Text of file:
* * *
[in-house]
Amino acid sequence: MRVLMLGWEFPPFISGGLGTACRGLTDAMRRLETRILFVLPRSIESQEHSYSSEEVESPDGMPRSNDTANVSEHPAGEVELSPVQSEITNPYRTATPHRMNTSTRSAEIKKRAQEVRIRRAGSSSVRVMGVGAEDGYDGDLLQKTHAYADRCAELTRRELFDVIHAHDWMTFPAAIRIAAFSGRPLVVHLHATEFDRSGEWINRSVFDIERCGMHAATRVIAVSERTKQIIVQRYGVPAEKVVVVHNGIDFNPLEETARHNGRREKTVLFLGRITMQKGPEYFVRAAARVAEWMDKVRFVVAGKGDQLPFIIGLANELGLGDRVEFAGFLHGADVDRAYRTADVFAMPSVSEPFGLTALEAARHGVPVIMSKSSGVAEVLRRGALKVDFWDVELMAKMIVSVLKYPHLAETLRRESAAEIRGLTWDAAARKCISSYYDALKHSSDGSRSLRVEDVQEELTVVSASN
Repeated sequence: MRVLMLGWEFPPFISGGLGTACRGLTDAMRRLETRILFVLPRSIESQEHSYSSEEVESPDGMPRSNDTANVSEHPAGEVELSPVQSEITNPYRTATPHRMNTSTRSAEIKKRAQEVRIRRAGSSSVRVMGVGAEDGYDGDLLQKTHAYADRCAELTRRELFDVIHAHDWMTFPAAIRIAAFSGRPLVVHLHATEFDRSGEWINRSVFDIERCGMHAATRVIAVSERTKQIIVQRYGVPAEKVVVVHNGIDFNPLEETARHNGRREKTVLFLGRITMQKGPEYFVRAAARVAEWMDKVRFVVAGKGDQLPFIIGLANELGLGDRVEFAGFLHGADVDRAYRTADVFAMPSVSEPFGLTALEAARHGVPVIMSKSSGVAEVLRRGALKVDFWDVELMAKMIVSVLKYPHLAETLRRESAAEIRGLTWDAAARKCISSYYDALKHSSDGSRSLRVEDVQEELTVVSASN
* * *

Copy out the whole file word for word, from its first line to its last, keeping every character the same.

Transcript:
[in-house]
Amino acid sequence: MRVLMLGWEFPPFISGGLGTACRGLTDAMRRLETRILFVLPRSIESQEHSYSSEEVESPDGMPRSNDTANVSEHPAGEVELSPVQSEITNPYRTATPHRMNTSTRSAEIKKRAQEVRIRRAGSSSVRVMGVGAEDGYDGDLLQKTHAYADRCAELTRRELFDVIHAHDWMTFPAAIRIAAFSGRPLVVHLHATEFDRSGEWINRSVFDIERCGMHAATRVIAVSERTKQIIVQRYGVPAEKVVVVHNGIDFNPLEETARHNGRREKTVLFLGRITMQKGPEYFVRAAARVAEWMDKVRFVVAGKGDQLPFIIGLANELGLGDRVEFAGFLHGADVDRAYRTADVFAMPSVSEPFGLTALEAARHGVPVIMSKSSGVAEVLRRGALKVDFWDVELMAKMIVSVLKYPHLAETLRRESAAEIRGLTWDAAARKCISSYYDALKHSSDGSRSLRVEDVQEELTVVSASN
Repeated sequence: MRVLMLGWEFPPFISGGLGTACRGLTDAMRRLETRILFVLPRSIESQEHSYSSEEVESPDGMPRSNDTANVSEHPAGEVELSPVQSEITNPYRTATPHRMNTSTRSAEIKKRAQEVRIRRAGSSSVRVMGVGAEDGYDGDLLQKTHAYADRCAELTRRELFDVIHAHDWMTFPAAIRIAAFSGRPLVVHLHATEFDRSGEWINRSVFDIERCGMHAATRVIAVSERTKQIIVQRYGVPAEKVVVVHNGIDFNPLEETARHNGRREKTVLFLGRITMQKGPEYFVRAAARVAEWMDKVRFVVAGKGDQLPFIIGLANELGLGDRVEFAGFLHGADVDRAYRTADVFAMPSVSEPFGLTALEAARHGVPVIMSKSSGVAEVLRRGALKVDFWDVELMAKMIVSVLKYPHLAETLRRESAAEIRGLTWDAAARKCISSYYDALKHSSDGSRSLRVEDVQEELTVVSASN